If you can’t find someone with exactly all the skills you think you need, extensive experience in your specific business area isn’t essential. Or you could consider hiring another professional just to do the SEO and keyword analysis, then use their feedback to guide the work of the marketing content specialist. At minimum, though, you’ll want a content specialist (translator/copywriter) who also has experience either in your industry or with on-page iSEO.

The perfect partner

Let’s summarize the characteristics you’ll want in a translation partner you can trust with your content marketing in another language. You should pick a translator who:

  • Produces content only in their native/primary language
  • Specializes in content marketing
  • Can both translate and write compelling copy
  • Is familiar with the techniques of on-page iSEO
  • Has experience with your specific industry

You can also look for higher education or other training and certification in translation, marketing, creative writing, or other related field, but there’s really no substitute for just years of relevant experience. If they can provide examples and evidence of their recent work and references from clients that’s very important as well.

Quality control

Once you’ve hired a translator, how do you know if the content they are giving you has the quality you need, especially if you aren’t fluent in the language?

Earlier, I mentioned that a translation agency can provide the quality control for you. So why not just hire an agency to localize your website? That’s certainly an option, but an agency that provides all the services you need to do correct content marketing in another language can be expensive, so they tend to serve larger businesses with larger budgets. Plus, you won’t often get to speak directly to a translator and it can be frustrating. Remember the “telephone-game” effect from my first guide?

Another option is to hire a different person to proofread and copy edit the work done by the translator. Or the translator may take responsibility for this by working with another professional in their network and include that additional cost in their invoice to you. But still, how do you know the content is high quality when it’s in a language that’s foreign to you?

For a website this is where SEO comes into play again. Is the new content drawing traffic to your site and generating quality leads? Are the keywords doing what you had hoped? You can use the free Google analytics tool to track this, thus with digital content you can take a more “agile” approach to its development. Compile these digital stats with other feedback that you are receiving across your social media platforms and uptake of printed advertising to monitor the full picture. For all these reasons (and your sanity!) it is essential for you and your translator to establish and nurture a good collaborative working relationship.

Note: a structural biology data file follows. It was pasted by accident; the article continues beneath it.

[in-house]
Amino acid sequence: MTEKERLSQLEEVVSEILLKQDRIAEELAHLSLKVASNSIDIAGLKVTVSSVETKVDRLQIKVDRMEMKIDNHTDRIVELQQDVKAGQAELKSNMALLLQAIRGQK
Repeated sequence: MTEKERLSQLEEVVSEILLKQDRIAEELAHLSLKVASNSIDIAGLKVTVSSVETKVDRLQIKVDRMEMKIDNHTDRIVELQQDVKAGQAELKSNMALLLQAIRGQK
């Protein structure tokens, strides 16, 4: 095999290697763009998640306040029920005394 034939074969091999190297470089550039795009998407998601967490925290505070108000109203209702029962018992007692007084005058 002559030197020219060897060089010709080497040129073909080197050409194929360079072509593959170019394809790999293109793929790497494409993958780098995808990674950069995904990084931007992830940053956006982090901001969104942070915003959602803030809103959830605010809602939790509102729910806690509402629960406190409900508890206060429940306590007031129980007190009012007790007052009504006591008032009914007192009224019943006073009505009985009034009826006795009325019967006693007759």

Choose Wisely: how to pick the right translator | Micro Oiseau | Grey Drane

Finally,

How to pick the right translator will vary for each person, business and sector. For websites you can keep tweaking and perfecting your content until you start seeing the results you need. For printed material you have to closely monitor feedback and results. Don’t be afraid to ask your team and your clients for their views – it will always be very valuable: telling you where the problems are, as well as giving you confidence when it’s working well!

If you feel like your translator doesn’t understand what you want, chances are they don’t, and it may be time to try someone else. But, if you and your translator understand and trust each other and are working towards a common goal, the results you need should follow.

Next in our free series of translation guides:

#5 Creative Accuracy: how to translate straplines, slogans and highly creative content

Little guides. Big results.

Guide written by Grey Drane Discover the work of our translators.